Russ Campbell, Guam's territorial entomologist and Aubrey Moore, UOG extension entomologist, welcomed New Zealand scientist, Trevor Jackson to Guam in early June. Jackson was invited to assist in the release of a virus into the rhino beetle (Oryctes rhinoceros) population. This virus only infects rhino beetles and it has been successful in controlling populations of the pest on other Pacific islands.
The virus is naturally occurring in Malaysia and is produced in a New Zealand laboratory. It is dispersed using autodissemination: adult beetles are fed a solution of the virus, become infected, and then they are released to infect the resident population. This method of bio-control has been successfully used in Samoa, Fiji, Tonga, Palau and other Pacific islands where the rhino beetle was accidentally introduced. It will take several months to see the results. "The bio-control agent will not completely eradicate the CRB, but it will help to keep it under control," says Moore.
Aubrey Moore and his assistant Bob Bourgeois are been rearing rhino beetles individually in mason jars in order to have healthy beetles to infect with the virus. Hungry beetles are taken to the Guam Plant Inspection Facility, fed the virus, and then strategically released into island rhino populations. Once the beetles are infected, the virus damages their stomach walls causing them to stop eating.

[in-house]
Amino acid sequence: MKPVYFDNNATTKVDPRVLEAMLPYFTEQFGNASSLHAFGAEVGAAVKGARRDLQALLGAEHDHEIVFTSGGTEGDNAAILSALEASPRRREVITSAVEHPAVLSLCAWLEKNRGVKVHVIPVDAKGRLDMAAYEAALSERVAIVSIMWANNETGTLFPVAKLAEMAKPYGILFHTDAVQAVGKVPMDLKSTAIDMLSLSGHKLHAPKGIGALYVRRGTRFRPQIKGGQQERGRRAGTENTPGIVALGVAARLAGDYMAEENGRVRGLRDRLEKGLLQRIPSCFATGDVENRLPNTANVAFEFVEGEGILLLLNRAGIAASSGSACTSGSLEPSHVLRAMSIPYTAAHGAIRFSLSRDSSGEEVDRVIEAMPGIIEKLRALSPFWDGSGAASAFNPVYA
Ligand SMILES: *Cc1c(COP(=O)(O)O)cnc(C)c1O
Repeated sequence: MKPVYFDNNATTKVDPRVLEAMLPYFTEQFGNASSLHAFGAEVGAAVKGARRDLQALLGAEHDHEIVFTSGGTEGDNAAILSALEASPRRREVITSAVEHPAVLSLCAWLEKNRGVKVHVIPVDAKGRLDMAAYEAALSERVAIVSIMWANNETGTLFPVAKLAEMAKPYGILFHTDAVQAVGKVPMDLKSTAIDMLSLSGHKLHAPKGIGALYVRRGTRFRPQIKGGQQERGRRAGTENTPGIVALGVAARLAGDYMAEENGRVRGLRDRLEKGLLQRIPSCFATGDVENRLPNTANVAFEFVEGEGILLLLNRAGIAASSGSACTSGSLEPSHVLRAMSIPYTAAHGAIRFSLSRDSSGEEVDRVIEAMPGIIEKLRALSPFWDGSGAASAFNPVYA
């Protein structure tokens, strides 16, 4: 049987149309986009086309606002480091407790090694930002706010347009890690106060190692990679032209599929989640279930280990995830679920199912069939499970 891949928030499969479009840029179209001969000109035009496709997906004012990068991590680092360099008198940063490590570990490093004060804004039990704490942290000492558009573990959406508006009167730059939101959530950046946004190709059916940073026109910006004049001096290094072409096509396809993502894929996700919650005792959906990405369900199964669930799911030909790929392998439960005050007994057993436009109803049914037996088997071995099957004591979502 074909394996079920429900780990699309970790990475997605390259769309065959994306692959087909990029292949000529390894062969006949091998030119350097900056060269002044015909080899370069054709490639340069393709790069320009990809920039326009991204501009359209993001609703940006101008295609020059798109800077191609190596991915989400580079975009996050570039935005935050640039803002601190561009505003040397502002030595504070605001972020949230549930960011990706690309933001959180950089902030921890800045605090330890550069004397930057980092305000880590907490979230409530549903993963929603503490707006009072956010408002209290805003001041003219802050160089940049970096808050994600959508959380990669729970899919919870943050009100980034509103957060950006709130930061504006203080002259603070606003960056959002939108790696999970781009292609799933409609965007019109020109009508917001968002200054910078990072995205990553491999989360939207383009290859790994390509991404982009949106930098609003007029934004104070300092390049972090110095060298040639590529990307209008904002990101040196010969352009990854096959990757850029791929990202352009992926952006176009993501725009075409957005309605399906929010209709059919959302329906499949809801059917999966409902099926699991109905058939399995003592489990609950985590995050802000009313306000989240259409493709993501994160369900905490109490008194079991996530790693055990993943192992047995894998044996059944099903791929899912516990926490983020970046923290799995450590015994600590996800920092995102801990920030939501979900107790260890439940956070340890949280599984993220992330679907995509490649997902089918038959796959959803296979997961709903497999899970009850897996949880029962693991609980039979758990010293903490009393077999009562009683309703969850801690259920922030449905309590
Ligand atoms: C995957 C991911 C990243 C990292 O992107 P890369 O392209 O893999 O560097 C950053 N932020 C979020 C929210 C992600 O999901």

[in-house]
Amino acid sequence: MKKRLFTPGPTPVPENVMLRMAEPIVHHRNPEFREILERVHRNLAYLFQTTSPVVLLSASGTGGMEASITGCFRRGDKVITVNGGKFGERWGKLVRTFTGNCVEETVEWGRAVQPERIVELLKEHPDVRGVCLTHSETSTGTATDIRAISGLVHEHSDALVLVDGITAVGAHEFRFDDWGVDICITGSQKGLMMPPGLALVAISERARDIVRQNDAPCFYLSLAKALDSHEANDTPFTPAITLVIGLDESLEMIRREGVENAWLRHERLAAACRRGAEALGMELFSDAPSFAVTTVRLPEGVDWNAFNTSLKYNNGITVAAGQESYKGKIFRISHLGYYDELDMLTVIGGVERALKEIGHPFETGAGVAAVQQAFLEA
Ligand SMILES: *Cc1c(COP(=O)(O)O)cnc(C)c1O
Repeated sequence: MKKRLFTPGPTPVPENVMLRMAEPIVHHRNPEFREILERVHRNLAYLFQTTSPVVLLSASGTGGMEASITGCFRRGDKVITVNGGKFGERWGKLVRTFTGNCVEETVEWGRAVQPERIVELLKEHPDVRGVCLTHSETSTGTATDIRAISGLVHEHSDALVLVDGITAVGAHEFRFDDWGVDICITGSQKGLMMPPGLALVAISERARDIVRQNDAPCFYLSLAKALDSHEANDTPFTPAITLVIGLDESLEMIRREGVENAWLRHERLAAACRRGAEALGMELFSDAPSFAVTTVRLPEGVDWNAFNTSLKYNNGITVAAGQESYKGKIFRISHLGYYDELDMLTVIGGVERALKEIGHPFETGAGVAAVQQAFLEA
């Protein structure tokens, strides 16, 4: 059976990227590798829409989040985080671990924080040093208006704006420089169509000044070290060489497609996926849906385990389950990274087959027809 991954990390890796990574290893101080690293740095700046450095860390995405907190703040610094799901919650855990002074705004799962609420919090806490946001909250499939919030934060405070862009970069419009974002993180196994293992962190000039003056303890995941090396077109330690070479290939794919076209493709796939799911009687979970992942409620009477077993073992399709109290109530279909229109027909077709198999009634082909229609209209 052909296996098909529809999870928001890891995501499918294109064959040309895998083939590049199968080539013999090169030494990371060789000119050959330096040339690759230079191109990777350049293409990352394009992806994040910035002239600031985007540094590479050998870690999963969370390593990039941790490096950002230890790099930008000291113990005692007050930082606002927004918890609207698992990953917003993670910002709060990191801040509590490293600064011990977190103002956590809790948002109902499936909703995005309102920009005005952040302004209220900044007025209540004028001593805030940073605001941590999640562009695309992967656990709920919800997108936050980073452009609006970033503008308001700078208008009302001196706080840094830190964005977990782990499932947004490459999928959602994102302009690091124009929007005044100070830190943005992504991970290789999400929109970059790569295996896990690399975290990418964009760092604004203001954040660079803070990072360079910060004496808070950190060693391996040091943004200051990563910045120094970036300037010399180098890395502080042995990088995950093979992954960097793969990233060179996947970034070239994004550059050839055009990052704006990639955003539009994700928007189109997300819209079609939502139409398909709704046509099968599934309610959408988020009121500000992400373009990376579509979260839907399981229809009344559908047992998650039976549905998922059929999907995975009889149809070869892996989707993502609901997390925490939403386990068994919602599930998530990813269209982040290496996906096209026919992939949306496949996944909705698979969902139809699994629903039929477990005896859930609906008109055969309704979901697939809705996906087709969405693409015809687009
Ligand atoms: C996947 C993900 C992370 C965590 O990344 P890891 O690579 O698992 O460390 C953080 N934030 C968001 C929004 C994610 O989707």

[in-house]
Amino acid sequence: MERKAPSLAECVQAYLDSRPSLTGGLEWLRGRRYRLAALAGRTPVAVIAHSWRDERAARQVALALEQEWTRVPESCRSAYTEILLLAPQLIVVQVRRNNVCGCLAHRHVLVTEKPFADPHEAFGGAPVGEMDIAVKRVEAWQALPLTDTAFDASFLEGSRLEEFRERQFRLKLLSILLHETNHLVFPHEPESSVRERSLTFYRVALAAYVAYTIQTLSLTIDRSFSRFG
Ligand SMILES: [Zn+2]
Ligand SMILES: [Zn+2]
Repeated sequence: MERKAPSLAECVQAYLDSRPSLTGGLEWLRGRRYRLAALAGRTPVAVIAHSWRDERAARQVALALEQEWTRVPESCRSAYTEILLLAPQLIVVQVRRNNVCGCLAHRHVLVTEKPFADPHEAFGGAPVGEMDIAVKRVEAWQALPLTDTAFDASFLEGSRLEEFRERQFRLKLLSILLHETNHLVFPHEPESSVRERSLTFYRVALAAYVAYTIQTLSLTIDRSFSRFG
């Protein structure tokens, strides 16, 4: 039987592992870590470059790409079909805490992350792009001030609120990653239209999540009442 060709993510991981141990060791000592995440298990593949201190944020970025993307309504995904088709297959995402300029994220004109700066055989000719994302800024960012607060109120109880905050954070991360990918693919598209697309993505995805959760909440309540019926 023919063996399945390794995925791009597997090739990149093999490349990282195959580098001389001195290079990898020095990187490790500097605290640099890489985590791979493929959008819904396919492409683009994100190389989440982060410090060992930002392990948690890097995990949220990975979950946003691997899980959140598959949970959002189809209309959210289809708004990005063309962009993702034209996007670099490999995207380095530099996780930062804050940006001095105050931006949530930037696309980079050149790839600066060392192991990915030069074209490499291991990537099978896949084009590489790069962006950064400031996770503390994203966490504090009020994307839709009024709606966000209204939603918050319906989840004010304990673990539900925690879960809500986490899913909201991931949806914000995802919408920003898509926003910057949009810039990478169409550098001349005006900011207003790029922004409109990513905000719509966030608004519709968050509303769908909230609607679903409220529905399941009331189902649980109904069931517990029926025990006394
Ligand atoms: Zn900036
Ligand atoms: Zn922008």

During Jackson's visit the team discovered unusual rhino beetle behavior: the beetles were not breeding on the ground in decayed logs as normal; they were breeding in the detritus trapped in the tree branches. In cutting down 11 large coconut palms they found a complete ecosystem in the crowns including brown tree snakes, crabs, and, unfortunately, all life stages of rhinoceros beetles, from eggs to larva to young adults. This new discovery makes the release of the bio-control virus even more vital. Moore thinks this arboreal breeding behavior, seen only on Guam, may be due to the fact that the brown tree snake has wiped out most of Guam's rats. Elsewhere, rats love to live in coconut crowns, and they love to eat rhino beetle grubs.
This never-before-seen rhino beetle behavior of breeding in the crowns of coconut trees underscores an important point of invasive species on small islands. Their impact is often severe because there are no natural enemies, such as predators, parasites, or diseases, to control their population growth.
|Contact: Cathleen Moore-Linn|
University of Guam